April is the Cruelest Month

“April is the cruelest month,
breeding lilacs out of the dead land,
mixing memory and desire,
stirring dull roots with spring rain.”

― T.S. EliotThe Waste Land

I am often reminded of this quotation by renowned poet T.S. Eliot around tax filing time. These lines talk about the expectations and disillusionments that can befall the investment decisions that are revealed in your tax returns.

snow irisSome of your investments unexpectedly become “lilacs out of the dead land…” Whether by your efforts or those of your financial partner they yield the positive results your desire. Your tax return can also revive memories of poor decisions and lost opportunities… “mixing memory and desire”

Whether you were pleased with your investment returns this year or not, you know that tax laws continually change. However, there remains one constant — charitable giving. Giving always yields positive results! Your giving affects the bottom line of the charities you support, and it changes lives of real people in ways most of us will never know. The way you give can also affect your financial health. For example:

  • If you bought or sold property this past year but did not go through the Stewardship Foundation, you might have missed some important tax benefits.
  • If you are holding onto property or a business because the market does not favor selling, you might benefit from alternative options the Stewardship Foundation can suggest.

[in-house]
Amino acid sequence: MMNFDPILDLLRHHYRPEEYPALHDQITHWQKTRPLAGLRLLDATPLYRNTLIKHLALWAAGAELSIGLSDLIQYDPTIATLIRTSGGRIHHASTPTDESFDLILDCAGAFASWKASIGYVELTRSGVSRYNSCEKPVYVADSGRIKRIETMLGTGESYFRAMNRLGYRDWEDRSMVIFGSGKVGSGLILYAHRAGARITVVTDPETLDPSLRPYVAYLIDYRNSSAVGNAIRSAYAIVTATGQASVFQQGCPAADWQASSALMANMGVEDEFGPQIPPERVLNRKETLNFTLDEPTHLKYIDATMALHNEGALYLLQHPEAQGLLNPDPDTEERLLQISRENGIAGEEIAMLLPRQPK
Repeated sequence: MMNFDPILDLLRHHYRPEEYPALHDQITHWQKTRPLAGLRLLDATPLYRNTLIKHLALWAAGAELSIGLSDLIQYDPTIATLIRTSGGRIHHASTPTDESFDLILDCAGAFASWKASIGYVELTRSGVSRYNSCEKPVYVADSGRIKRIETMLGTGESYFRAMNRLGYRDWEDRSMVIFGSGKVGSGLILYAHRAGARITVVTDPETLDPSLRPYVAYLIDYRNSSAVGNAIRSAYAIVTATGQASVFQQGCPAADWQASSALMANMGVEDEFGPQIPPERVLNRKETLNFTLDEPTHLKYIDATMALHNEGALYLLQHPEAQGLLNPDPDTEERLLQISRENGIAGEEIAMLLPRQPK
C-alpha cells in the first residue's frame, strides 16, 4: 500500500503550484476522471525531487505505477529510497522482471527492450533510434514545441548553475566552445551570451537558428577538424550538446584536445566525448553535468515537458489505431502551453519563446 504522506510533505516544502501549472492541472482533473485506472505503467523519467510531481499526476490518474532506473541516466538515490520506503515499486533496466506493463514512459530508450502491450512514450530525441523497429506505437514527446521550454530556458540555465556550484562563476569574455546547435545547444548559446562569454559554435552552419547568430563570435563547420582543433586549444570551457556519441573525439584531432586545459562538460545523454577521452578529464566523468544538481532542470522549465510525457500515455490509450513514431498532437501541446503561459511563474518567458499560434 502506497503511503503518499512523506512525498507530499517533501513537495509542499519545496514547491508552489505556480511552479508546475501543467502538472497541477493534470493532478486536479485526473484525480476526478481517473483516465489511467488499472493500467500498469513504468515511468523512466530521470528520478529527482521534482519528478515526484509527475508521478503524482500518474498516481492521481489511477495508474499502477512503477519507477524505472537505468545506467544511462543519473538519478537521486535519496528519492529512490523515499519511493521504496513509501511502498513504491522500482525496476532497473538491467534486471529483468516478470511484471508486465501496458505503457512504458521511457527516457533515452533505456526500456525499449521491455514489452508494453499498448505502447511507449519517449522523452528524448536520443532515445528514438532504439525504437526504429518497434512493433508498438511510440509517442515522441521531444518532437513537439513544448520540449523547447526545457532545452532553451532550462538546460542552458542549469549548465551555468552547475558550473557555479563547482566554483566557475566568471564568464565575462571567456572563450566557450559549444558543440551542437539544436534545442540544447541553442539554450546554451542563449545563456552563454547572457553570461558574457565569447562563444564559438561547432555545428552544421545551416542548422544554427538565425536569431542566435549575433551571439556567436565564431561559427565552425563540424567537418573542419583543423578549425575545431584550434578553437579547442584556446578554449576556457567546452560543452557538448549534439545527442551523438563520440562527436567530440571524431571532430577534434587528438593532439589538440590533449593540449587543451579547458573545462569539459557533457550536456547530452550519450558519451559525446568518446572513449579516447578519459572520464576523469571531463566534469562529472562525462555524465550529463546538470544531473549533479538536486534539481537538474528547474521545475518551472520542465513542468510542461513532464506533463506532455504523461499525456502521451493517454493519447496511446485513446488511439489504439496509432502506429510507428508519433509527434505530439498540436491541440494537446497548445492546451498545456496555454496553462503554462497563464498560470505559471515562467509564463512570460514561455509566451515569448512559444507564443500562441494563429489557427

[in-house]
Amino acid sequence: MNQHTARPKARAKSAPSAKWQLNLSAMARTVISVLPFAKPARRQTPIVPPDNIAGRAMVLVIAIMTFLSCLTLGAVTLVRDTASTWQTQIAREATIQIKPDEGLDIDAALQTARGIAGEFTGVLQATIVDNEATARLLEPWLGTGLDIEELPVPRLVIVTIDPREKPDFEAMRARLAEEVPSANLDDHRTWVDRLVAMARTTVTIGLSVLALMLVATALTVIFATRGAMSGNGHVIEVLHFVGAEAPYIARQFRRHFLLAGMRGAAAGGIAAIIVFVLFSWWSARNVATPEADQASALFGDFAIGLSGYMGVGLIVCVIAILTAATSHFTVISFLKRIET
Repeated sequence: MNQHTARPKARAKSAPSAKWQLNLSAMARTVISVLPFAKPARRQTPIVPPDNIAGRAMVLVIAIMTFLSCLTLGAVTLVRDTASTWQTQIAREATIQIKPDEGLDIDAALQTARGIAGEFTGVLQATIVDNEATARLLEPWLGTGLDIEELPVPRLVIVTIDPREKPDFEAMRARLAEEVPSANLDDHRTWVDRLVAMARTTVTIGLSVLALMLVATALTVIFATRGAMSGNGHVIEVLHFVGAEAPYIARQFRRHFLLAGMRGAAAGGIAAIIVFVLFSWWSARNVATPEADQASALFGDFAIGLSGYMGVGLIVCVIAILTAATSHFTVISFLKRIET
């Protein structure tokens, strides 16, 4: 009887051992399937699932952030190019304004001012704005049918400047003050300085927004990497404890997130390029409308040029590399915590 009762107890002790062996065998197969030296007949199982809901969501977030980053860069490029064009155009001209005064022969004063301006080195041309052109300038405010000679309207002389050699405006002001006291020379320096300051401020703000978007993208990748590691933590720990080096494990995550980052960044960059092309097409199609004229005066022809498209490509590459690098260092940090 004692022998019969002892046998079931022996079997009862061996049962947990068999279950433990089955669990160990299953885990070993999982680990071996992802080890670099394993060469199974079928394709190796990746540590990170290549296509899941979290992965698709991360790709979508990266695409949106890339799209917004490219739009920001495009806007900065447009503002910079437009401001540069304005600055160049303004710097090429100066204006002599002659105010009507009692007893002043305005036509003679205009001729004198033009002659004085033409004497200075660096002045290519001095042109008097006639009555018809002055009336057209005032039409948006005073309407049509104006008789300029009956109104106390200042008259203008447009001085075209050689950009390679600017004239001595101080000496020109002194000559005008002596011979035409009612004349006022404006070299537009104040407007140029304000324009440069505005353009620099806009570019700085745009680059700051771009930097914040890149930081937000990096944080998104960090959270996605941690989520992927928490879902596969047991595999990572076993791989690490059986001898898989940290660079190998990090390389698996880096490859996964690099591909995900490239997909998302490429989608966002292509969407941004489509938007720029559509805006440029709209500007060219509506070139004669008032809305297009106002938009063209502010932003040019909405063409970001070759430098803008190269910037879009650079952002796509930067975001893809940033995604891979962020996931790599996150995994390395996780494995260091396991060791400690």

• If you tried to support a charity or non-profit using non-cash assets, but your preferred charity or non-profit was not in a position to receive it, you should contact the Stewardship Foundation for our assistance.

The Stewardship Foundation can work with donors and investors of most charities and non-profits. We are experienced at stirring dull roots with spring rain. Now is the time to plan and to explore your investment options for the 2104 tax year. Now is the time that your charities and non-profits need your financial support.

Mickelson Wins – Loses Over Half to Taxes

st. andrewsIn July, Phil Mickelson won the British Open, and before that the Scottish Open. I hope you enjoyed his performances as much as I did. If you’re not a golf fan, there’s a story here that you still might find interesting.

After winning these prestigious trophies, Mickelson lightened his trip home from the lovely British Isles by forking over 44% of his winnings to the United Kingdom. Back in the U.S., the IRS took their share of self-employment tax and Medicare surtax, and his home state of California took another 13% or so leaving our golf hero with about 39% of his winnings. And that’s before he paid his travel expenses, agent fees and his caddie, leaving him with a meager 30% of earnings.

Forbes ranks Mickelson as the 7th highest paid athlete in the world. Last January, Phil was so mad about taxes he admitted he was going to make some “drastic changes” because he was in the “zone” that was being targeted both federally and by the state.

No one whom I know personally has a net worth of $180 million, but I do know most of us would do well to take a look at our own rising tax burden and think about making some changes. A couple of places to start are to

  1. review our investment strategy for these changing times, and
  2. consider how we can lower our estate tax risk (and do some good for a deserving charity in the process).

The Stewardship Foundation is always willing to help you assess your situation, examine your goals, and help you meet your financial needs. Unfortunately, we can’t help you read greens or improve your golf swing, but we can help you drive your passions and approach achieving your dreams, resulting in the financial birdie or even the eagle you desire. Give us a call. If you prefer to have a chat after the 18th hole, we’re open to that too.